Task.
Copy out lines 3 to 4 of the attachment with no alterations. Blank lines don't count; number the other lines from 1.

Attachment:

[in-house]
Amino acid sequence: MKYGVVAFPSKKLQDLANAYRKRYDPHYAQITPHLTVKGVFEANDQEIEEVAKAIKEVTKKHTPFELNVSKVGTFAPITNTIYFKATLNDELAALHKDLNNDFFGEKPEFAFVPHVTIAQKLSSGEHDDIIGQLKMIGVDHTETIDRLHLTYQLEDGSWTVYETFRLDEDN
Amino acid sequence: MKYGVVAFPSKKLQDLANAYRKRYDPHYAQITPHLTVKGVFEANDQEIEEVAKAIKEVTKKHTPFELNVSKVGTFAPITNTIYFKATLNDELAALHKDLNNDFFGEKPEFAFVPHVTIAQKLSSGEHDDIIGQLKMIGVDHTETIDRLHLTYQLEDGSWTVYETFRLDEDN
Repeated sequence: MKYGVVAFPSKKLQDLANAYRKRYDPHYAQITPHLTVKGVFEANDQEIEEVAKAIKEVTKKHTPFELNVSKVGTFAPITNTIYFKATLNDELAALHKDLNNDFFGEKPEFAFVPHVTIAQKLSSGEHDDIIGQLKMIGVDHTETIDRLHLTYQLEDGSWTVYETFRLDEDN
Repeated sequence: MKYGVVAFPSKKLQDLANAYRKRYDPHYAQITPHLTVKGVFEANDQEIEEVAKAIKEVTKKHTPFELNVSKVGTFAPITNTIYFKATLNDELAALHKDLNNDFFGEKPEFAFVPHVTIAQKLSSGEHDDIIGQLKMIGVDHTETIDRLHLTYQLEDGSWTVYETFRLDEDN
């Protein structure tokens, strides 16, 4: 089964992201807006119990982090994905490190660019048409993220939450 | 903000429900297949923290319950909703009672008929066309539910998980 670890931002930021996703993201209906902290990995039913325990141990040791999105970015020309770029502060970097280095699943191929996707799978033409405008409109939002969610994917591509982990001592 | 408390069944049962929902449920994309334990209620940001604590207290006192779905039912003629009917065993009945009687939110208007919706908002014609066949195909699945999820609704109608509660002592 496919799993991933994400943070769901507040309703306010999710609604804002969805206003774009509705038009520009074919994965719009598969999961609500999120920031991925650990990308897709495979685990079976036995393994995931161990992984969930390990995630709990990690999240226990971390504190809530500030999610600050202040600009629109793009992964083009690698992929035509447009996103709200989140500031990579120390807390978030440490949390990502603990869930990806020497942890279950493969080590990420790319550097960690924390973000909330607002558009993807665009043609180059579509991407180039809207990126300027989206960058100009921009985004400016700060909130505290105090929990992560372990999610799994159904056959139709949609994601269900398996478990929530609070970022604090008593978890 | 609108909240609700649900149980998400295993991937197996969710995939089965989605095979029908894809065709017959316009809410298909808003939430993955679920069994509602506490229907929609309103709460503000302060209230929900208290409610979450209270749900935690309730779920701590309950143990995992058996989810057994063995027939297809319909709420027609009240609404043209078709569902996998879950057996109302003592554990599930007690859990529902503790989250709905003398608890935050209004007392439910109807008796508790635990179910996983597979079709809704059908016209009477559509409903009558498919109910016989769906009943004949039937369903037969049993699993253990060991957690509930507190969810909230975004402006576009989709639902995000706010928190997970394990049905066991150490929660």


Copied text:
Amino acid sequence: MKYGVVAFPSKKLQDLANAYRKRYDPHYAQITPHLTVKGVFEANDQEIEEVAKAIKEVTKKHTPFELNVSKVGTFAPITNTIYFKATLNDELAALHKDLNNDFFGEKPEFAFVPHVTIAQKLSSGEHDDIIGQLKMIGVDHTETIDRLHLTYQLEDGSWTVYETFRLDEDN
Repeated sequence: MKYGVVAFPSKKLQDLANAYRKRYDPHYAQITPHLTVKGVFEANDQEIEEVAKAIKEVTKKHTPFELNVSKVGTFAPITNTIYFKATLNDELAALHKDLNNDFFGEKPEFAFVPHVTIAQKLSSGEHDDIIGQLKMIGVDHTETIDRLHLTYQLEDGSWTVYETFRLDEDN